On the horizon is 350-kW fast-charging technology. But issues with this technology may require more robust electrical cabling in vehicles to handle the higher power.
What about Wireless Charging?
An obvious question may be: why not eliminate the need for wired conductive charging and go wireless? While wireless power transfer (WPT) is available, high cost and the lack of a charging standard for vehicle and infrastructure compatibility are constraining its adoption.
Demystifying EV charging systems
However, the SAE has a draft WPT standard, J2954, in field test and plans to have it finalized “by 2018.” Technical considerations in the standard include: frequency band, safety, interoperability, electromagnetic-compatibility (EMC) and interference limits, and coil definitions. Expect to see wireless-charging options on high-end vehicles by the end of the decade.
Currently available is the Plugless WPT system from Evatran (Figs. 3 and 4). Here, a 2.7-inch high pad containing a transmitter coil inductively charges a “plug-in” vehicle adapter installed in the car and parked over it. Plugless specifications are 3.3 to 7.2 kW at 208 to 240 V AC—roughly Level 2 charging. With a nominal air gap of 4 inches, the company claims charging efficiency with air-gap losses is only about 12% less than conductive Level 2 charging (and 7% less than Level 1), for overnight recharge of most vehicles.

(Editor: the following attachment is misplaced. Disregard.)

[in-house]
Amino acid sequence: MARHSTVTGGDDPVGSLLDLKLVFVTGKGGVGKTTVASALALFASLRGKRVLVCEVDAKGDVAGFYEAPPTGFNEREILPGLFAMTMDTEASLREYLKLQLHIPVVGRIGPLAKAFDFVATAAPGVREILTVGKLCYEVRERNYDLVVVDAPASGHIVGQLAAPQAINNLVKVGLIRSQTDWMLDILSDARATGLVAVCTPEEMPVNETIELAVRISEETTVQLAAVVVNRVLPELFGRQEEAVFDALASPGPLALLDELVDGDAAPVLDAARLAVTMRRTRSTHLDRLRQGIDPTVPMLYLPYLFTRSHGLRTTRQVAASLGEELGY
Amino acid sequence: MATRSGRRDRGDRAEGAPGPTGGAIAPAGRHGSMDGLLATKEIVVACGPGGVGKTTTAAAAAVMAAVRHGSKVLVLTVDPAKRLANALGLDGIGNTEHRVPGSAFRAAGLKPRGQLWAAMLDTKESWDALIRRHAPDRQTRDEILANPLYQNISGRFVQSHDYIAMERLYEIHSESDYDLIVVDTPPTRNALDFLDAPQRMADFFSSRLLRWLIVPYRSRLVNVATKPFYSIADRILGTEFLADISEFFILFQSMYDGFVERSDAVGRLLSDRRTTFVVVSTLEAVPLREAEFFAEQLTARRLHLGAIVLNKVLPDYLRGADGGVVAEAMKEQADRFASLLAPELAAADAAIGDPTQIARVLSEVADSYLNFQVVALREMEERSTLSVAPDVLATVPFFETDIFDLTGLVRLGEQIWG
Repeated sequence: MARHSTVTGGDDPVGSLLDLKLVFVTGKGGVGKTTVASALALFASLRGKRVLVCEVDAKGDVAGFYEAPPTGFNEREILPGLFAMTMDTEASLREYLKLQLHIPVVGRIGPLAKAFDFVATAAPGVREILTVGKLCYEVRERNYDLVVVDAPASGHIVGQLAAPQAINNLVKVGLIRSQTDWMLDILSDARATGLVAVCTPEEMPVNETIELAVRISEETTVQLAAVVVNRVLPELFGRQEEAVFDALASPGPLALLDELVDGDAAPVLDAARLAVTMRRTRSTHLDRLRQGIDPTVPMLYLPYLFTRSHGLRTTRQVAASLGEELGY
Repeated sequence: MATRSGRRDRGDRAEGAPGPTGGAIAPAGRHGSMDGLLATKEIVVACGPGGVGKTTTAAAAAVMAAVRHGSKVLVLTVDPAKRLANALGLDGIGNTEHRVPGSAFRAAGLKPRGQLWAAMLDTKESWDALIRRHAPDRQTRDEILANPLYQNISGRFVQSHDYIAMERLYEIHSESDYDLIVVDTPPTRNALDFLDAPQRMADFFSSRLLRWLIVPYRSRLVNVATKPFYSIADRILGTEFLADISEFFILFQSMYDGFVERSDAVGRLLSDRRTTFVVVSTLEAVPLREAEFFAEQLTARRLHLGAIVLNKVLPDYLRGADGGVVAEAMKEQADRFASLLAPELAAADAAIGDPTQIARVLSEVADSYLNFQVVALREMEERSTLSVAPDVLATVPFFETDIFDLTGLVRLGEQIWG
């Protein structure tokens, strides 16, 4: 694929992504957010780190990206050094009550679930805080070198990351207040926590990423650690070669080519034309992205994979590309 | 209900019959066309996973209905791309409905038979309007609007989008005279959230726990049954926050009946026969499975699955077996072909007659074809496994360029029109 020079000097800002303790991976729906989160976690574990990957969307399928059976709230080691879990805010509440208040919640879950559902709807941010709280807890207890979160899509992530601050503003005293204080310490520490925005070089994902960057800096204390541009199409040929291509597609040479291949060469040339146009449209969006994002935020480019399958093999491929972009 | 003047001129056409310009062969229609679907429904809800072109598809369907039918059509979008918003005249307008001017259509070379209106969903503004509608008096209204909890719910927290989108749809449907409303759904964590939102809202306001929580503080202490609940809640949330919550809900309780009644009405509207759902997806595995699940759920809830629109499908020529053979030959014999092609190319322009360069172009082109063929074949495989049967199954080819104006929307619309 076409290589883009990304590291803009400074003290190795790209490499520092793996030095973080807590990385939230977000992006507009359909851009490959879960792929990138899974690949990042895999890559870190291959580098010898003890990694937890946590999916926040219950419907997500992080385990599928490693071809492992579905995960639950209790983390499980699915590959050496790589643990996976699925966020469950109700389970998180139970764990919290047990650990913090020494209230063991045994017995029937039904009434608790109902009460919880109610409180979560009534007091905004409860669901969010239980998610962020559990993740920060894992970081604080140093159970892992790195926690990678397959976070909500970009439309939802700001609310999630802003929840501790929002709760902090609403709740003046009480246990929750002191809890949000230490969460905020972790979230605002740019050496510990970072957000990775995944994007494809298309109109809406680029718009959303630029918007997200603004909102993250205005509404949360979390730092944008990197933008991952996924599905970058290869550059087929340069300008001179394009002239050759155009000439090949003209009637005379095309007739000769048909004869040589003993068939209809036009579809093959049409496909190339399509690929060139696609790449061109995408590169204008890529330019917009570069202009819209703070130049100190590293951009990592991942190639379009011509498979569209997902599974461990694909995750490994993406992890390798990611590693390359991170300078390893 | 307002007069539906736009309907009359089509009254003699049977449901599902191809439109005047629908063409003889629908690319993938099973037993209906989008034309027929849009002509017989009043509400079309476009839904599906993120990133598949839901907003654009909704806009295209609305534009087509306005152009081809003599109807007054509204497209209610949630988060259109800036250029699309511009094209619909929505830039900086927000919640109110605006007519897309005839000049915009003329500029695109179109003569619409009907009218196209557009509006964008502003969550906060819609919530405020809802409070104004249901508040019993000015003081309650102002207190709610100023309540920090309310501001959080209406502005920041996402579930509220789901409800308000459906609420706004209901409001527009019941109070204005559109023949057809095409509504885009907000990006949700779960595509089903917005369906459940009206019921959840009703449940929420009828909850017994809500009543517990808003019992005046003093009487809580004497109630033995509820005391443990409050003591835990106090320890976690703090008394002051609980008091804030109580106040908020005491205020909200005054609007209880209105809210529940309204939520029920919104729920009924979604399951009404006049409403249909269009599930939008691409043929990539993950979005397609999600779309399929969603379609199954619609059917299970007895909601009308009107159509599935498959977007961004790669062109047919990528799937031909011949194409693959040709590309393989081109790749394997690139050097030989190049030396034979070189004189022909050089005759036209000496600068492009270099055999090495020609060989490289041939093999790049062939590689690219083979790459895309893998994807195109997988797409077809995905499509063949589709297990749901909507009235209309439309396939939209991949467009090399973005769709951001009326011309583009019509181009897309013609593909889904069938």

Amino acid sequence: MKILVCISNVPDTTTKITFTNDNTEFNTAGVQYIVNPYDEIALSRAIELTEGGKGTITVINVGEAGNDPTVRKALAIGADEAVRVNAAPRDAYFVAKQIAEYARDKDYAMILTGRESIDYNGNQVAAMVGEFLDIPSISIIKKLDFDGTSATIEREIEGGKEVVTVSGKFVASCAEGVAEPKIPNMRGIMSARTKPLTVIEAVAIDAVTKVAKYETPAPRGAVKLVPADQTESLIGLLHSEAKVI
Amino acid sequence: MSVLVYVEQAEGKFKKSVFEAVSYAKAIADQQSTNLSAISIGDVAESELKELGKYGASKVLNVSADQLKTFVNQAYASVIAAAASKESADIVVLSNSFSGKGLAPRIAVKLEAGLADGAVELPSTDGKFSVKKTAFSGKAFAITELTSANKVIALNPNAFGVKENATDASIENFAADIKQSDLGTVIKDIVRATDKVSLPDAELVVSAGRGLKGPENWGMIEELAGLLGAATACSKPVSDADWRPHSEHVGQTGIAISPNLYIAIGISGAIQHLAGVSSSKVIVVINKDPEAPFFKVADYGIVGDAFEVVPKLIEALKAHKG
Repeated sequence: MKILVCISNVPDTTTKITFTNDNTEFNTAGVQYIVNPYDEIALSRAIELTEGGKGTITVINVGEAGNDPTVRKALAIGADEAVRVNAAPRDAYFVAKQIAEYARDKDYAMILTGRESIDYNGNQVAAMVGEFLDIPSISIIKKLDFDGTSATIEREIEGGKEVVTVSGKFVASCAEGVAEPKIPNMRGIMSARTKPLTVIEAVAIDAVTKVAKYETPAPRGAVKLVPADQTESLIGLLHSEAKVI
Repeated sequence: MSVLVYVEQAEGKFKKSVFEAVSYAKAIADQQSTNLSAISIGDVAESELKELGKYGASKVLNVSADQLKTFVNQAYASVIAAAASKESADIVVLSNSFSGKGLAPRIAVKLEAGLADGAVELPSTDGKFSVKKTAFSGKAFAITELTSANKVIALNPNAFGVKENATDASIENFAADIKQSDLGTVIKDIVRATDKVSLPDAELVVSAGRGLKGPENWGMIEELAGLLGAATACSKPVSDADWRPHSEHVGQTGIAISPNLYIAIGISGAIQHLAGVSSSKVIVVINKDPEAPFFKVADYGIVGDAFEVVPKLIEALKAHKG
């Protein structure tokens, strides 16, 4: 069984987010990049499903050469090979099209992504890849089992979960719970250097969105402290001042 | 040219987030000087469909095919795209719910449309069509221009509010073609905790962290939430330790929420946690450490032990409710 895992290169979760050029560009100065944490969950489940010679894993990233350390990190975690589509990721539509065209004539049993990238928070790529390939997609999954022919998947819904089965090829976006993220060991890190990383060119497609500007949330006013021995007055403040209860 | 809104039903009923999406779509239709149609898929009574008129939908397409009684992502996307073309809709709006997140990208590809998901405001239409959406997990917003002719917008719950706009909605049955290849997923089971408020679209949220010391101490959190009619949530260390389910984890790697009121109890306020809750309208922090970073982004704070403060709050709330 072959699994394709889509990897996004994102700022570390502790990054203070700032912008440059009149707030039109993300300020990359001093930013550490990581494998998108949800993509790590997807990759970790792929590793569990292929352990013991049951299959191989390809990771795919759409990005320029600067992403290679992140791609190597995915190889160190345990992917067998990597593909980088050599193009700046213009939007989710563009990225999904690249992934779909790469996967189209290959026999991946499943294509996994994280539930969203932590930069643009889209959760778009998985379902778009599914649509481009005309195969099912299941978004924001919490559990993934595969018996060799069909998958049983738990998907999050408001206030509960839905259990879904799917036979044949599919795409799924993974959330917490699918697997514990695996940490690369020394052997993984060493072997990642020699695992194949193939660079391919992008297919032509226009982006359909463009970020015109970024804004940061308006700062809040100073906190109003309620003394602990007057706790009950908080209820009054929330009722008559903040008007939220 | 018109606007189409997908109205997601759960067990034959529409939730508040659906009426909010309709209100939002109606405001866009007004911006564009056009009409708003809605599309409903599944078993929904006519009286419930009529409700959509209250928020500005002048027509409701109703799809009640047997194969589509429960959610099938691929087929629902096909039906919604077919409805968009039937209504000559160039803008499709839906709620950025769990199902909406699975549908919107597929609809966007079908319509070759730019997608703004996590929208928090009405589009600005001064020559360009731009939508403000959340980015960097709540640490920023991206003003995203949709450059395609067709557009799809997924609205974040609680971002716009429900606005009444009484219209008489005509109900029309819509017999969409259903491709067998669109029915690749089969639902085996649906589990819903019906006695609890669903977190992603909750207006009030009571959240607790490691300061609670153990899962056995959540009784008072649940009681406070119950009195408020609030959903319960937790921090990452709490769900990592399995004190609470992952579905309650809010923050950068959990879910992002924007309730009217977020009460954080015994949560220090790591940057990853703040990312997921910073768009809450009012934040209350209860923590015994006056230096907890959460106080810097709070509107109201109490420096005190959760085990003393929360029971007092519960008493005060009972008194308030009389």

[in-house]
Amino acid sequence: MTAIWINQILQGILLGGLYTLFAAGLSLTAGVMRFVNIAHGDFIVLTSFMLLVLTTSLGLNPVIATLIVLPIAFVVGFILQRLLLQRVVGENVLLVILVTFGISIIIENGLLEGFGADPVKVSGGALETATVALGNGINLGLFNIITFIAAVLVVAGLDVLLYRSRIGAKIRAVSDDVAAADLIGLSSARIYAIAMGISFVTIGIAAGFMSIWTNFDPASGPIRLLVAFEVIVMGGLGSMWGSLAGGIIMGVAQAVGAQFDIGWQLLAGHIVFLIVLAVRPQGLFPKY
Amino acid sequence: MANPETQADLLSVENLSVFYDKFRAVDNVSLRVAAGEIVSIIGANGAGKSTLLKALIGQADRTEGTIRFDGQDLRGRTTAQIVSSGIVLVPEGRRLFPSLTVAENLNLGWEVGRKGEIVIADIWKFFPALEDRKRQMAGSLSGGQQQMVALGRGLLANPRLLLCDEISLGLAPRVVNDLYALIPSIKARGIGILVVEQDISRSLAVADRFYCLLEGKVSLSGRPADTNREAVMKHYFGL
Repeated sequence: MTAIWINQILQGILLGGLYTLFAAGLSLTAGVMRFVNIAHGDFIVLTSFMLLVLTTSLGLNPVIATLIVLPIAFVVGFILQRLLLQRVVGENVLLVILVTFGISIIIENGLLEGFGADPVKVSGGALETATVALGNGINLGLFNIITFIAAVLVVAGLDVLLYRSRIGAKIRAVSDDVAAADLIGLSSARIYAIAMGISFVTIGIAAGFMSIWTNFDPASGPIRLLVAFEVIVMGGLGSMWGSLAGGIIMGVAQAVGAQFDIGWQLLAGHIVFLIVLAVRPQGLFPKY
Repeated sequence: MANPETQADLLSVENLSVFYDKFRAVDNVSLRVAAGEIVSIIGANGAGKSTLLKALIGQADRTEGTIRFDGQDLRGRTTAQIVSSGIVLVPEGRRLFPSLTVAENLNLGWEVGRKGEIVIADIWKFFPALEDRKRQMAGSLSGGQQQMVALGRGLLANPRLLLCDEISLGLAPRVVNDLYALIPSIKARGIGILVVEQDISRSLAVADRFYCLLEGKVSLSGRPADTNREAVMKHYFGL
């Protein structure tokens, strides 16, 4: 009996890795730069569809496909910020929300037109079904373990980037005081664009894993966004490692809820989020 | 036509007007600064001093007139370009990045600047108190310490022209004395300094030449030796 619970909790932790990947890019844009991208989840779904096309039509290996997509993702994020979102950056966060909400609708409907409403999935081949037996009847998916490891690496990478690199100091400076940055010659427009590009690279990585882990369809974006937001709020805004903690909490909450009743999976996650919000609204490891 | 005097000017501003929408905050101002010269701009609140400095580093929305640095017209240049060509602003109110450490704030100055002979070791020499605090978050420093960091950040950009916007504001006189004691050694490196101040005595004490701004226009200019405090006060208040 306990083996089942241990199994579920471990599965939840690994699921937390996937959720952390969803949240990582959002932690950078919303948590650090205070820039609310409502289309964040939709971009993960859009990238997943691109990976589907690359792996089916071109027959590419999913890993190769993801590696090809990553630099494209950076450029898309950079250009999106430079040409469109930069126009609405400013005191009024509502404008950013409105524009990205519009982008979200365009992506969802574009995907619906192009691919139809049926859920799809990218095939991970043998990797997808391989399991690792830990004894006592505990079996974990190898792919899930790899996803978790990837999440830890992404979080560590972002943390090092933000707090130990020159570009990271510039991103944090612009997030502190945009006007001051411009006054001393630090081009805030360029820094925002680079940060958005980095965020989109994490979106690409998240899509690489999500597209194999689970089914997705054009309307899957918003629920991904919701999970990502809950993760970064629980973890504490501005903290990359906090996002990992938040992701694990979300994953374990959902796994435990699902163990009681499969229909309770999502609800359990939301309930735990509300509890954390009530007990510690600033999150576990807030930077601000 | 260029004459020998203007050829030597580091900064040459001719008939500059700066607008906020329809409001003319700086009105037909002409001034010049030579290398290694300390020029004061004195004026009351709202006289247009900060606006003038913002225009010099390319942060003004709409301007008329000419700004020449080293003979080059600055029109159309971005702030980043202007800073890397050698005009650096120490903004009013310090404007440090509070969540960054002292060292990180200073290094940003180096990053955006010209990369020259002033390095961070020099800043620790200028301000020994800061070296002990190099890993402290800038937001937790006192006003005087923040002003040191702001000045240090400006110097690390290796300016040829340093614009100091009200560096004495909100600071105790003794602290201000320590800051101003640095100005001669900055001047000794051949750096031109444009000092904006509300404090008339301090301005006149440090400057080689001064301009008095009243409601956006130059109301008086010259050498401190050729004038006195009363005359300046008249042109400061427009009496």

The Plugless system is currently available for only four plug-in vehicles: Tesla S, BMW i3, Nissan Leaf, and Chevy Volt. It ranges in price from $3,500 down to $3,000. For comparison, a Level 2 home charger at Home Depot goes from $400 to $800, highlighting the current high cost of “lazy-man (or woman)” charging.
This Just In…
Further highlighting the pace of EV developments, and adding to the milieu of technology improvement choices, Toshiba announced a breakthrough in its Super Charge ion Battery (SCiB). Current versions of these storage units are used on Mitsubishi and Honda EVs. Rather than a lithium titanium oxide anode, the upgraded battery uses a titanium niobium oxide and arranges the crystals to more efficiently store lithium ions for double the energy density. In a test, the company claims that in six minutes, on a “rapid charger,” enough energy is stored for three times the range refresh than with a battery having current Li-ion technology. First applications are expected to be on the road in 2019.
In the next couple of years, wider charging station availability coupled with greater EV charging capability will reduce charging times. These changes, and a ramp-up in wireless charging, should go a long way toward alleviating range anxiety for EV drivers. That point will become more moot as longer-range EVs enter the market. Eventually, range anxiety will be a thing of the past.